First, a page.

First on the CD tray was Jerry Garcia and David Grisman’s Shady Grove (Acoustic Disc ACD-21), one of my go-to discs. Whenever I set up a new pair of speakers, I start by positioning them exactly where my reference speakers normally stand. This has often been a useful starting point, but it doesn’t always work. With the Arendals, it didn’t: in that position, their imaging was more diffuse than I would have liked. I moved the two speakers several inches closer to each other and toed them in so that their tweeters’ axes passed just outside my ears. After some tweaking of the speakers’ positions and toe-in, while playing “Off to Sea Once More,” I was able to bring images into focus. Instrumental outlines were sharper and their positions on the soundstage were more precise. The greater coherence of the presentation solidified the image of the bluegrass ensemble at the front of the room. The more I listened, the more I agreed with Arendal’s characterization of their tweeter as sweet-sounding. It was incredibly smooth, making listening easy and inducing me to turn up the volume.

My first impression of the Tower S was that it’s built like a tank. As I mentioned, this instilled some unfounded notions in my mind about how it must sound. Those preconceptions, it turned out, were in fact correct. The bombastic “War Dance,” from Respighi: Belkis, Queen of Sheba Suite (CD, Reference Recordings RR-95CD), with the Minnesota Orchestra, was delivered with ease by the Arendals in all its power and drive. During my time with the Arendals, I also had an SVS SB-4000 subwoofer at my disposal and could have added it to the mix. But the Arendals generated such tight, solid bass, there was no need for a subwoofer (at least not for music).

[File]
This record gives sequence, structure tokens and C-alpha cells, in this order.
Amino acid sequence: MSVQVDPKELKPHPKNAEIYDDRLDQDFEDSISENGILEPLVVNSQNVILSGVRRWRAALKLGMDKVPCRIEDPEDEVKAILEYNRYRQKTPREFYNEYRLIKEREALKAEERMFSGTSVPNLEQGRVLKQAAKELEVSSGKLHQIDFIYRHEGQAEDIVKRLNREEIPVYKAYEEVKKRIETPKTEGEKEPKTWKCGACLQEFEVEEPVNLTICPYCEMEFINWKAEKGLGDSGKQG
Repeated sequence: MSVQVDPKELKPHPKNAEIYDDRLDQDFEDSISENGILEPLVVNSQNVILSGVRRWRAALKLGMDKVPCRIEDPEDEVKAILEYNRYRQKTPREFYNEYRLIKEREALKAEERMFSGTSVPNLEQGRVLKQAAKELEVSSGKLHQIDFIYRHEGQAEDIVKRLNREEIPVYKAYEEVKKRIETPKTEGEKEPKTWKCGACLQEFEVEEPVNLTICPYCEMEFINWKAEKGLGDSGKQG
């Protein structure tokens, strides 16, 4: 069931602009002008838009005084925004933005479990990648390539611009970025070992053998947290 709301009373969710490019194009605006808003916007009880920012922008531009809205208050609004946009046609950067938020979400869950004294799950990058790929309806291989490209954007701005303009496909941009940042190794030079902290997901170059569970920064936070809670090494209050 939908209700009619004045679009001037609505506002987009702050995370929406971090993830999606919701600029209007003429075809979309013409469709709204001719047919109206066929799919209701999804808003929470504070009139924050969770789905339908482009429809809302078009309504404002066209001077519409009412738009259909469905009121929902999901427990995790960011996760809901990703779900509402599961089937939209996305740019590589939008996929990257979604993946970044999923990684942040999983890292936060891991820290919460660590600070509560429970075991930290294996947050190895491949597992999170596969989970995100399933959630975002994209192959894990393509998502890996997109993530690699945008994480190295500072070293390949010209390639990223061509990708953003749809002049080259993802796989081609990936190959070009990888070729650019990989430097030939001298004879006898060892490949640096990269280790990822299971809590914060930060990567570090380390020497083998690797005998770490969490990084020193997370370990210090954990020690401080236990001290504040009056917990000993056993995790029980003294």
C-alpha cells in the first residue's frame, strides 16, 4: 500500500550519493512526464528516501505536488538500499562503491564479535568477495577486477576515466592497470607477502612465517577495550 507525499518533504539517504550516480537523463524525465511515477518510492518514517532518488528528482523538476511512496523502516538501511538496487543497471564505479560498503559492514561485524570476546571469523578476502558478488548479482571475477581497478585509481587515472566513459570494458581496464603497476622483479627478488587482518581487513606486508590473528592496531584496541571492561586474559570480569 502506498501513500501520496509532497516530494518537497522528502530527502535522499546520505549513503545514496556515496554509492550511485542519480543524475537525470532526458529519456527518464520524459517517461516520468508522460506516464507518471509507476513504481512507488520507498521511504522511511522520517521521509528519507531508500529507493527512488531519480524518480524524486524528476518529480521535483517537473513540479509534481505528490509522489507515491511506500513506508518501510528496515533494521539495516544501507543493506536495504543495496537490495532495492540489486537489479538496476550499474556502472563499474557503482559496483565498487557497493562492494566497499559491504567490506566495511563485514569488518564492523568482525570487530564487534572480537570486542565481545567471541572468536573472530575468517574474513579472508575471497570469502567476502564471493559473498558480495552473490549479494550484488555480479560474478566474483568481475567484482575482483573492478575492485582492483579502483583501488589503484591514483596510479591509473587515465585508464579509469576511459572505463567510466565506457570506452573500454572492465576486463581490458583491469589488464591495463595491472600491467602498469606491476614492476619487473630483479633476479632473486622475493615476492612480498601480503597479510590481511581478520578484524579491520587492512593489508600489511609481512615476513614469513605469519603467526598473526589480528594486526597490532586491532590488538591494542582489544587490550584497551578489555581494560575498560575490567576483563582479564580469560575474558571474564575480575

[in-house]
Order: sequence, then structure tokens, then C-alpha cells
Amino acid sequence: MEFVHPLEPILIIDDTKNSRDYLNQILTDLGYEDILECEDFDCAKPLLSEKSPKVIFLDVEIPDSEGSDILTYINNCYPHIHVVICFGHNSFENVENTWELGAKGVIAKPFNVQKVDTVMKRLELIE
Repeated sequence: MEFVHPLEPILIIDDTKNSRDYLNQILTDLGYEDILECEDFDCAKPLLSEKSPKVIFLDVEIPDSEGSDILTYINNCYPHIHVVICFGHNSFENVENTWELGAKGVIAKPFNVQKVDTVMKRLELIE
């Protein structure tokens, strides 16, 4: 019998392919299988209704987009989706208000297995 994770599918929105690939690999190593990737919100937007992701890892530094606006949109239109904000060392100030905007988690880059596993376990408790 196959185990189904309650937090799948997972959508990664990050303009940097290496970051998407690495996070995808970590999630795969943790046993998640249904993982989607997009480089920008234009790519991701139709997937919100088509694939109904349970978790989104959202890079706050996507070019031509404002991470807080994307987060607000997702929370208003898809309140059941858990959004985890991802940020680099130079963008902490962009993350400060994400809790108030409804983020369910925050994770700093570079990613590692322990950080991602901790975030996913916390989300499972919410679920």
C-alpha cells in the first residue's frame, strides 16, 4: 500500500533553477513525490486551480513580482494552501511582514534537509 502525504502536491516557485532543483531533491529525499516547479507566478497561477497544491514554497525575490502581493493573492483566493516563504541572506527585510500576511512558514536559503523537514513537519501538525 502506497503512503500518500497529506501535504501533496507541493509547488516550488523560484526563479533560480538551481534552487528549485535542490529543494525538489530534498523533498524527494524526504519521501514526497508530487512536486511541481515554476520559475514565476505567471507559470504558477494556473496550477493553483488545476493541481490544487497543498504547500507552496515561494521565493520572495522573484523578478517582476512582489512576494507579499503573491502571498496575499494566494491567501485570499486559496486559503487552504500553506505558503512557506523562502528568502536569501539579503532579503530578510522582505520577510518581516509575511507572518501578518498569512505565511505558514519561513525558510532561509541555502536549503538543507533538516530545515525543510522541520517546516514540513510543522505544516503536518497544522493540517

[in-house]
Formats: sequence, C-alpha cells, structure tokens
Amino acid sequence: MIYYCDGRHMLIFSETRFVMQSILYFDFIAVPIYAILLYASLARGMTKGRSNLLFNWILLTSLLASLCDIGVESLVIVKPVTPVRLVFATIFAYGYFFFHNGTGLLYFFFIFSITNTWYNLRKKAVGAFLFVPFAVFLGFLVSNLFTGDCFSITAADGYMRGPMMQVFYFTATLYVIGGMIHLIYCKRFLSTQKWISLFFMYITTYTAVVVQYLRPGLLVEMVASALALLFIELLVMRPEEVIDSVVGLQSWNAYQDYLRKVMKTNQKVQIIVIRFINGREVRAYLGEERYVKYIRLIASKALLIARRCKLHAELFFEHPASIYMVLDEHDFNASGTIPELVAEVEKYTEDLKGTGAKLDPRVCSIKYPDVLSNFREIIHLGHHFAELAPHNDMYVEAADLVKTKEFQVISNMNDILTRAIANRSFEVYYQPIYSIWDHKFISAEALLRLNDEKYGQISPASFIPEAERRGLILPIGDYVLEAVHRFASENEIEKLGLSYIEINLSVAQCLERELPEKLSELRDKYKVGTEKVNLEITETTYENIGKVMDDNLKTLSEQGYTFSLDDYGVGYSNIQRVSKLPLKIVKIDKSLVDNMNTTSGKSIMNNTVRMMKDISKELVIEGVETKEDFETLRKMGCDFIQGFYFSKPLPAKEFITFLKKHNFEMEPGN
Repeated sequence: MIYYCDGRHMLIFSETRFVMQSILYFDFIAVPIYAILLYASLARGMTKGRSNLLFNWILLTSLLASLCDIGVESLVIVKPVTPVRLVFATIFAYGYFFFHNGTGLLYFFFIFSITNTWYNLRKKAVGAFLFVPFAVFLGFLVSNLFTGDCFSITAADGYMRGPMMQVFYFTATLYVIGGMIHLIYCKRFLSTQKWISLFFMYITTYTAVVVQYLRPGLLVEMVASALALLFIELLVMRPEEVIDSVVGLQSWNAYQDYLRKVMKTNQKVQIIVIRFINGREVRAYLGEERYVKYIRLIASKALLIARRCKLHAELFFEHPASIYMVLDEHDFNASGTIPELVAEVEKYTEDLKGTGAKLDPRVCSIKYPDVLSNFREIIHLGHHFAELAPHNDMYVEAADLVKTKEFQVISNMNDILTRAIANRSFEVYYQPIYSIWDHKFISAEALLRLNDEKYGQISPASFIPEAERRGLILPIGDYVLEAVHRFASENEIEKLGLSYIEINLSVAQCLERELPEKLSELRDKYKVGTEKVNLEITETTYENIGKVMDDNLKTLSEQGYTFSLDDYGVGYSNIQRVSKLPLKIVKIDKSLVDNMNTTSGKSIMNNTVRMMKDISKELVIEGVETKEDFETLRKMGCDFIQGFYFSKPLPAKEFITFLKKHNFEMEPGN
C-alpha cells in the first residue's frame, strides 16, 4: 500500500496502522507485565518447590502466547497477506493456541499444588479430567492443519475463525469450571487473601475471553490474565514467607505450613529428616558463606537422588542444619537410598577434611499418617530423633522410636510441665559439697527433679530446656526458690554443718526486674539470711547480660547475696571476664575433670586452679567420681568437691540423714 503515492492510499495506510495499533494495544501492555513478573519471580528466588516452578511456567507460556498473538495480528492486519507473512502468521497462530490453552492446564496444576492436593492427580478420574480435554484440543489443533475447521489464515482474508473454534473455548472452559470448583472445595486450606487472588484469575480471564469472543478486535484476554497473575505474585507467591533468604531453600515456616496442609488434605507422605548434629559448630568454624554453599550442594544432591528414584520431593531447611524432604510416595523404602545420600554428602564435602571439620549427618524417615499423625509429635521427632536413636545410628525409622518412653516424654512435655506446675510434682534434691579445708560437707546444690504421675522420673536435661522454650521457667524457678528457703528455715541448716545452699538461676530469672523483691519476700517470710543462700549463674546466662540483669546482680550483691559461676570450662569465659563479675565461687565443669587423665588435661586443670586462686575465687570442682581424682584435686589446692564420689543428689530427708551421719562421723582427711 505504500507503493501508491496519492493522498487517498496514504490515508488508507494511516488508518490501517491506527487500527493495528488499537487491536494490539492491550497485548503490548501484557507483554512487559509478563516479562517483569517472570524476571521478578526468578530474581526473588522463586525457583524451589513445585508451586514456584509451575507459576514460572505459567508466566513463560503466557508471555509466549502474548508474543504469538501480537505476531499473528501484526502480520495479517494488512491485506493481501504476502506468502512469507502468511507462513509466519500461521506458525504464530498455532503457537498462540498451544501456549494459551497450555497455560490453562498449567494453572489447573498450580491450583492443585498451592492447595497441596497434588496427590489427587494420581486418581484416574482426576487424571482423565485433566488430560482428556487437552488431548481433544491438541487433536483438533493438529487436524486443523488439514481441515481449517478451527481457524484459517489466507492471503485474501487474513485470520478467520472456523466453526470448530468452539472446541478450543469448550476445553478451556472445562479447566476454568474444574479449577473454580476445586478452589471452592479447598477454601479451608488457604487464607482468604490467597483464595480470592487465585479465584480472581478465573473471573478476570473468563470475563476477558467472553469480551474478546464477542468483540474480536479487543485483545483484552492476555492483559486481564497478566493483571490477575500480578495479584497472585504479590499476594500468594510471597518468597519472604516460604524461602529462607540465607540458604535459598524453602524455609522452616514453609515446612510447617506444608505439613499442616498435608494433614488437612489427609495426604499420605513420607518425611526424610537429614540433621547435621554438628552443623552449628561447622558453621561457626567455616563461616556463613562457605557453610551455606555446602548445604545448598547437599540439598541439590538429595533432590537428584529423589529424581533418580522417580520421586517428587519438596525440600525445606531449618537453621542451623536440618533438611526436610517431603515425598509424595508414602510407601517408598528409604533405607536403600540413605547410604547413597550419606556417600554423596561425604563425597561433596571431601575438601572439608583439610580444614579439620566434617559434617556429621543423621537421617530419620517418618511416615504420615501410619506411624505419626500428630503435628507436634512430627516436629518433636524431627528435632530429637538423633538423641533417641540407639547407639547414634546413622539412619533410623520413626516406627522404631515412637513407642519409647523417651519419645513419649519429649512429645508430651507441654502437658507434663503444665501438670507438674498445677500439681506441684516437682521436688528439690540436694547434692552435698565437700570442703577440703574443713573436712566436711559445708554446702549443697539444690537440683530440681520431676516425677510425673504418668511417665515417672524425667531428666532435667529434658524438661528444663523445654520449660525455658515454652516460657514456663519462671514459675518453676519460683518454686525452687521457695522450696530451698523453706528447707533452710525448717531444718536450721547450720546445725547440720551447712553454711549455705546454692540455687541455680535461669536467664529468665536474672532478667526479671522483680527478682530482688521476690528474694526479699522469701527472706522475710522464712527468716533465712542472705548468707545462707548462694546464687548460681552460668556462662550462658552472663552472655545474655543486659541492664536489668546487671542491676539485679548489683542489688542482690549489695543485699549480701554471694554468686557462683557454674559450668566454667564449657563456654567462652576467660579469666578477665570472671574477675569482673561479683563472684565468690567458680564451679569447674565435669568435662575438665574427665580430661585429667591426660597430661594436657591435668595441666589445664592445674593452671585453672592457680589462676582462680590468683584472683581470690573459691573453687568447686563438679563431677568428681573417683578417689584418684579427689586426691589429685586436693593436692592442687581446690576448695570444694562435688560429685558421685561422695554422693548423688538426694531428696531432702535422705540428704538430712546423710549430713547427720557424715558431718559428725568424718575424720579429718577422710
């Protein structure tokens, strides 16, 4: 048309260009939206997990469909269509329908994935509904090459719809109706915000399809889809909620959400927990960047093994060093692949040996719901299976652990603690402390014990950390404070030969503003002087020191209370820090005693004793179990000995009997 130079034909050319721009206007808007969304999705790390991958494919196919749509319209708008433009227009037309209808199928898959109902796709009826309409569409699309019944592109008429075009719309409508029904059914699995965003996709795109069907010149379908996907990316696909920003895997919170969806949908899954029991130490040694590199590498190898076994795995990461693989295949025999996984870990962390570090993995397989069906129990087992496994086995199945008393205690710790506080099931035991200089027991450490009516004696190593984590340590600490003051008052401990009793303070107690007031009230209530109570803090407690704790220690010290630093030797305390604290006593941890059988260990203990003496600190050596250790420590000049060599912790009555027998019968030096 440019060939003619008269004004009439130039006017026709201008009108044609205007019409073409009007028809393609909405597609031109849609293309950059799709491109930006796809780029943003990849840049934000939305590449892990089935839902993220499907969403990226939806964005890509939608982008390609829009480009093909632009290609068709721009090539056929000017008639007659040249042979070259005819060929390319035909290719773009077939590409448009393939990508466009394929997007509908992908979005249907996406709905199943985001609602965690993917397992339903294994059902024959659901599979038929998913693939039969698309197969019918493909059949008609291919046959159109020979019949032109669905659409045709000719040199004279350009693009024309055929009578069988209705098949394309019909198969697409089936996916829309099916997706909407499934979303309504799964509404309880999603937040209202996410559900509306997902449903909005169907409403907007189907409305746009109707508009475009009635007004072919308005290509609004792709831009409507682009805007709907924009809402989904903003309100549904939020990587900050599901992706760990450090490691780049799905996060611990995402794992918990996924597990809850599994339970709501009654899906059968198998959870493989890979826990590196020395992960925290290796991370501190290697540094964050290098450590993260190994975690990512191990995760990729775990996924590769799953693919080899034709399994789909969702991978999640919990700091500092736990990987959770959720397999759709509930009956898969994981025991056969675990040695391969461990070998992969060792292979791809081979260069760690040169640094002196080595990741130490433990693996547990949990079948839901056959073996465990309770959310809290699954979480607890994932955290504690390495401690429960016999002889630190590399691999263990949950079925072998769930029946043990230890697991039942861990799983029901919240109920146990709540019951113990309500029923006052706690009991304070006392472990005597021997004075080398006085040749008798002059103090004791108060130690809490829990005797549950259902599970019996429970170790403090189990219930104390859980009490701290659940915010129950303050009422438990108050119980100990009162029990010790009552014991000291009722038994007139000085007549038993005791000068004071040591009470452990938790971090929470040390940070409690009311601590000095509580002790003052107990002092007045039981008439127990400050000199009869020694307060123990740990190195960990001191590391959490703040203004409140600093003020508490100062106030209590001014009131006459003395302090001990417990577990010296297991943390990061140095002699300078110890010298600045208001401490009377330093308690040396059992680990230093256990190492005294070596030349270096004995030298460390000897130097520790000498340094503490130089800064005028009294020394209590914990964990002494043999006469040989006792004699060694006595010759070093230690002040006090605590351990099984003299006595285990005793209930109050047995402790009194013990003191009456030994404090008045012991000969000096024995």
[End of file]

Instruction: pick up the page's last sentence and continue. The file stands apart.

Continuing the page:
Within the bounds of volume level I could tolerate, the sonic character of the Tower S remained the same. If you enjoy loud playback, the Arendals will oblige. As all other speakers, they too have their limits, but I never approached them. A shortcoming I did notice occurred midway through “War Dance,” when a solo clarinet enters. On some speakers, this clarinet passage captivates your attention as it gracefully floats in space. Not so much with the Arendals. The clarinet was reproduced clearly enough; it just didn’t have the presence to command the spotlight.


Feeling an itch for some rock, I reached for Pearl Jam’s Live on Two Legs (CD, Epic EK 69752). In the first three tracks, the music explodes with the sort of frenzied energy one expects from grunge music’s old guard at a live show. The recording is surprisingly clean, allowing the Arendals to render the band around Eddie Vedder’s arresting baritone with great clarity. On “Given to Fly,” the drum kit was punchy, and the lead guitar was lucid.